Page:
Stories about Central Asia & Caucasus from June, 2009
From June 01 to June 10 school graduates in Kazakhstan were undergoing Unified National Test (UNT) – the first and one of the most important tests in their lives. As Zara, one of our bloggers, writes, the average test result has been 74.9 points, which is 7 points higher than...
Samat presents a photo-post on the action to protect the copyright and fight piracy, staged by the Kyrgyzstan's State Patient Service.
Adam writes that journalists, rights advocates and opposition leaders, express concern that Kazakhstan returns to the vicious practice of the Soviet times in treating the dissent.
Arman reports on a silent action of protest in the downtown of Almaty, Kazakhstan, in which journalists of independent newspapers, media organizations and opposition politicians put on scarves on their mouths in a symbolic demand of more freedom of speech.
Musa reviews the “Worst of the Worst 2009″ report by Freedom House, which lists two Central Asian states – Uzbekistan and Turkmenistan – among the world’s most repressive societies.
Joshua Foust reports that according to the Kyrgyzstan’s regional administration, five armed individuals killed by the Kyrgyz national security troops were members of the banned Islamic Movement of Uzbekistan.
Scary Azeri in Suburbs informs its readers that a Baku-based English-language magazine has featured the blog in a two-page article. The magazine might not be Harpers, the blogger says, but it is real and more importantly, glossy…
The OL! Youth Movement blog [AZ] interviews Azeri blogger Nigar Fatali. The blogger at Don Quixote [AZ/RU] and Fighting windmills? Take a pill [EN] comments on matters as diverse as gender, education, conflict resolution, youth and culture.
Following a general amnesty agreed upon by the National Assembly of the Republic of Armenia on 19 June, several senior opposition figures on trial and in detention for over a year since the 1 March post-election unrest in the country were finally pardoned and released. Many observers believe the trials were politically motivated.
Bloggers keep on commenting political situation in Kazakhstan. megakhuimyak reports that according to the new presidential decree, the Financial Police has got extra authority, informers against corrupt officials will be awarded, the civil servants’ property and income will be monitored [ru]: The bad thing is that now officials will stop...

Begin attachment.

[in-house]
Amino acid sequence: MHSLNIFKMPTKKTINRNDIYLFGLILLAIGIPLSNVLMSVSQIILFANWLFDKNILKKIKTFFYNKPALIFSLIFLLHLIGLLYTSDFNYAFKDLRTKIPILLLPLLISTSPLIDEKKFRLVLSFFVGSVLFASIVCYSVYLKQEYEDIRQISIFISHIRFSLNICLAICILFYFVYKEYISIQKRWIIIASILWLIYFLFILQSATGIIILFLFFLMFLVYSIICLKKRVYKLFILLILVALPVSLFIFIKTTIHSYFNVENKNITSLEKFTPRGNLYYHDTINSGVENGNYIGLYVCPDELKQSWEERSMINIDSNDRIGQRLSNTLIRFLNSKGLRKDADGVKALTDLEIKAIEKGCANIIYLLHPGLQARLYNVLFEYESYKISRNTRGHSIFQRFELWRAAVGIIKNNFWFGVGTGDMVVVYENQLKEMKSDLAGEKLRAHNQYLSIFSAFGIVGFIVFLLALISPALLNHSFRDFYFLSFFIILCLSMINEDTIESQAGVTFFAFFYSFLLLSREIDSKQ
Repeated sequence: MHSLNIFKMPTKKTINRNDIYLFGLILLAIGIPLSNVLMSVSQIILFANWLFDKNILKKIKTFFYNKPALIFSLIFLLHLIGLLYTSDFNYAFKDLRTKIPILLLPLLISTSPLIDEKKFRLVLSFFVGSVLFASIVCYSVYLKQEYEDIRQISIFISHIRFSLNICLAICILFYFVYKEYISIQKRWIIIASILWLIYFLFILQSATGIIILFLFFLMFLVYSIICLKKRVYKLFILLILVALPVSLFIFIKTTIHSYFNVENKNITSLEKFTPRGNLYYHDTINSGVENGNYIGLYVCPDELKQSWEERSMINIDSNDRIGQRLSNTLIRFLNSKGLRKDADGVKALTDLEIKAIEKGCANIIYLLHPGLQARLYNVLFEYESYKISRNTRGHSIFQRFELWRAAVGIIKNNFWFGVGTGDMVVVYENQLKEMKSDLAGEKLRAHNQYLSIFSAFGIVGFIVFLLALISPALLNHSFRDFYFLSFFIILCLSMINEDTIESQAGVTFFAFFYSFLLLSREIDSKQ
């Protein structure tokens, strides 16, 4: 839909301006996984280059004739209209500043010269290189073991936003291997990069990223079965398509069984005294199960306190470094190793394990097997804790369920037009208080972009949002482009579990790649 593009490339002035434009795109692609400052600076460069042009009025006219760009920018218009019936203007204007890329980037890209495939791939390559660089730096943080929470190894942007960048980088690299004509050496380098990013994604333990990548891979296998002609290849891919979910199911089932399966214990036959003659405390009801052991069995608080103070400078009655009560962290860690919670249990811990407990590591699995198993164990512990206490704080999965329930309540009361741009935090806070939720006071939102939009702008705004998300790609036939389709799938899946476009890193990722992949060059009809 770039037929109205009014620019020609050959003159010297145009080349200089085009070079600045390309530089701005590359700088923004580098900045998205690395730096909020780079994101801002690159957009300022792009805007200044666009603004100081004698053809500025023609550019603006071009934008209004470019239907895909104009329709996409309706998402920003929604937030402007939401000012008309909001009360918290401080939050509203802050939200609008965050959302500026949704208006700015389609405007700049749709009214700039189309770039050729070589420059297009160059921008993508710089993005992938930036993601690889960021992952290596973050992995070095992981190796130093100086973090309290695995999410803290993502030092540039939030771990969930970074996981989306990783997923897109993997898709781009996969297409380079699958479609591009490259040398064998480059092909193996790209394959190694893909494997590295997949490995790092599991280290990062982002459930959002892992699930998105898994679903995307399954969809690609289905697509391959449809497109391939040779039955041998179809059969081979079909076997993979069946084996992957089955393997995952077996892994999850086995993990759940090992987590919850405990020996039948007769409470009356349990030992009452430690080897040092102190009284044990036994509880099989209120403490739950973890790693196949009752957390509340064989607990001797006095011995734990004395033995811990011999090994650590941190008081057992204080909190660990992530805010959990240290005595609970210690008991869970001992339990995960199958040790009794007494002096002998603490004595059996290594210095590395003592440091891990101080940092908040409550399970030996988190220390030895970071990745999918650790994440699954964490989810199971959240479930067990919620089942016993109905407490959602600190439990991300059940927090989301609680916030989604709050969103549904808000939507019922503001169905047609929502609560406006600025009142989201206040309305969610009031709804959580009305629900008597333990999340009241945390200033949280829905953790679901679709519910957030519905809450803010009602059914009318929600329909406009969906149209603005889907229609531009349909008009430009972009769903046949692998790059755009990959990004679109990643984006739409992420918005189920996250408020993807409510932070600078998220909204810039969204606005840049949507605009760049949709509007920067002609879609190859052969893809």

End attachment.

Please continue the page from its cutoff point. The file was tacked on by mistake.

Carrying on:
Following a post from Armenian blogger Ianyan in praise of women in Iran comes a similar response from Azerbaijan, another country that borders the Islamic republic. Re-posting an earlier video interview on the changing role of women in Iran, Baku-based Global Voices Online author Ali S. Novruzov also pays homage.
Elena provides a list of candidates for the presidential post in Kyrgyzstan with brief, yet smart, comments to each of them.
Dina says that the latest news about “Astana” cycling team – the pride of Kazakhstan's elite – are still about its financial problems, which have been haunting the team since April.
Samat reports (with photographs) on the concert of traditional Japanese folk music that has taken place in Bishkek, the capital of Kyrgyzstan.
Nick Fielding reviews a new report from the “Cooperation for Peace and Unity” organisation, which notes that local conflict in Afghanistan is increasing at a faster rate than the insurgency and armed conflict.
Slavasay informs the readers of resignation of the Kazakhstan's defence minister after a series of corruption scandals in his office.
Zara reports on the results and statistics of the Unified National Test of high scholl graduates in Kazakhstan.
Sorge writes about new developments in the criminal case against the former leadership of Kazakhstan's state-owned nuclear holding.
Posting photos and videos on his Frontline Club blog, Global Voices Online's Caucasus editor reports from a demonstration staged outside the Iranian Embassy in Yerevan protesting Friday's disputed presidential election.
Thoughts on the Road comments on news that Azerbaijan's already underdeveloped civil society is facing a new threat in the form of legislation governing NGOs in the country to be discussed later this week.
Unzipped comments on news reports and alleged photo evidence taken by mobile phone of beatings in the Armenian military. The blog asks why few others seem concerned by such incidents.